The net:net result of the compacts and marketing orders is that prices for consumers might be higher than they would be in a theoretical “free market,” but the only truly “free market” for farm products exists within the fevered imagination of economists. After looking long and hard at the market order system, I think the overall effect is to stabilize milk prices and production, which would otherwise be subject to some pretty ferocious swings if the free market theorists got their way and regional dairy operations converted to the “California model” of dairy production, which operates under no such thing as a “free market,” but instead under a state pricing scheme. California dairy operators do indeed have significantly lower costs of production than smaller dairies in other regions, but they go through regular boom/bust cycles, where some of them flat-out go out of business, leaving lots of local suppliers and industries SOL on unpaid bills from these high-cash-flow, low-margin operations. The land ends up getting sold in BK, which results in fewer dairies, which results in more opportunity for consumer price swings. One particular vicious price swing in the 90’s saw cheese prices shoot up into the teens per pound for consumers, as an example. Prices of pizza all over the west went up as people put on a “cheese surcharge” to handle the price increase. Since then, I’ve just seen more of the same swings out of California - lather, rinse repeat.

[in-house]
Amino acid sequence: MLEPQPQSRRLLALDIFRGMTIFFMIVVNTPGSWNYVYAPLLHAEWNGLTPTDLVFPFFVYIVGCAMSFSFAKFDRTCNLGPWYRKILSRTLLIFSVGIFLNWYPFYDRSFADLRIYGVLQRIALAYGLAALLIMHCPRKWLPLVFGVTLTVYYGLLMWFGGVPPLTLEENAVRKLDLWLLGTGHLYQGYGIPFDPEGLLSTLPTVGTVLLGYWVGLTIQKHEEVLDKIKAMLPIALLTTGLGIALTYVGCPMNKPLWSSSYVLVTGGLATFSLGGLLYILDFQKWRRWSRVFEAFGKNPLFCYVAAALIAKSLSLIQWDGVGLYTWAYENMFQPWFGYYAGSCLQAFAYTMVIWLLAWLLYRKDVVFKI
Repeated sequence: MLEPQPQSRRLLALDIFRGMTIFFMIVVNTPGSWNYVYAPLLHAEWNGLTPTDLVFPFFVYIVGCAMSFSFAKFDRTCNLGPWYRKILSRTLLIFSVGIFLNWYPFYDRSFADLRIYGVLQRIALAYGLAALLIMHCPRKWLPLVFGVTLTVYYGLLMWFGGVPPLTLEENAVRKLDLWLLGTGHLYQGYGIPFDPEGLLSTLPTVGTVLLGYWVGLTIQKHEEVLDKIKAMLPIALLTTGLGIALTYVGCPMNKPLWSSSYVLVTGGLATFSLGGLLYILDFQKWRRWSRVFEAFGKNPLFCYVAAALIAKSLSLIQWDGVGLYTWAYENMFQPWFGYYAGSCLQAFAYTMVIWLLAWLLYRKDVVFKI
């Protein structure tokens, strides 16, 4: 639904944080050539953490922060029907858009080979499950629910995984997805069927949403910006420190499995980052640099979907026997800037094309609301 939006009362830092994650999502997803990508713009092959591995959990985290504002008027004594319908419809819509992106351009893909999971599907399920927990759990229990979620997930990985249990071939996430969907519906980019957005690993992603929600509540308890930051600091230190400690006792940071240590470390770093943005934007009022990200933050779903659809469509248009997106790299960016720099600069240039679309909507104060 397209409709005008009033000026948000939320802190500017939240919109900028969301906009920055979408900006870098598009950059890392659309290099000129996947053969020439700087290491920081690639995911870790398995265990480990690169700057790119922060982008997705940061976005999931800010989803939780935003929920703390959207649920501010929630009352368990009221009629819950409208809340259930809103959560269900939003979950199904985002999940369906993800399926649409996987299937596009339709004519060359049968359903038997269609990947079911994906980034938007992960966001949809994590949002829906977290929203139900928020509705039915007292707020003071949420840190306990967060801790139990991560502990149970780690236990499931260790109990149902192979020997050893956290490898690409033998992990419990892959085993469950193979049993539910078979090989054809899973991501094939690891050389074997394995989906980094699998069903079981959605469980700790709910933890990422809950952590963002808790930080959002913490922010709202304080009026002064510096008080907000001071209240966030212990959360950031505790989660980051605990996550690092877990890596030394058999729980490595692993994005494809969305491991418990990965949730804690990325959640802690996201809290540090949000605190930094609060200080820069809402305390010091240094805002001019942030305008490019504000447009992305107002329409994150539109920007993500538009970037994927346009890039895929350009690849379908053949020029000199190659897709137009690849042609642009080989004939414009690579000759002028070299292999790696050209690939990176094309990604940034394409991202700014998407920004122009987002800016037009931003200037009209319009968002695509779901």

Net:net - these two crops/products receive little money from the feds in direct payments compared to the Big Six; rather, they get a favored market into which to sell their goods that costs consumers more than they might otherwise pay in a theoretical world advanced by economists, and they get price “floors” for their products. This “price support” system is how the FDR-era farm programs worked, which the GOP used to hate with a passion... and which they replaced with “Freedom to Farm.”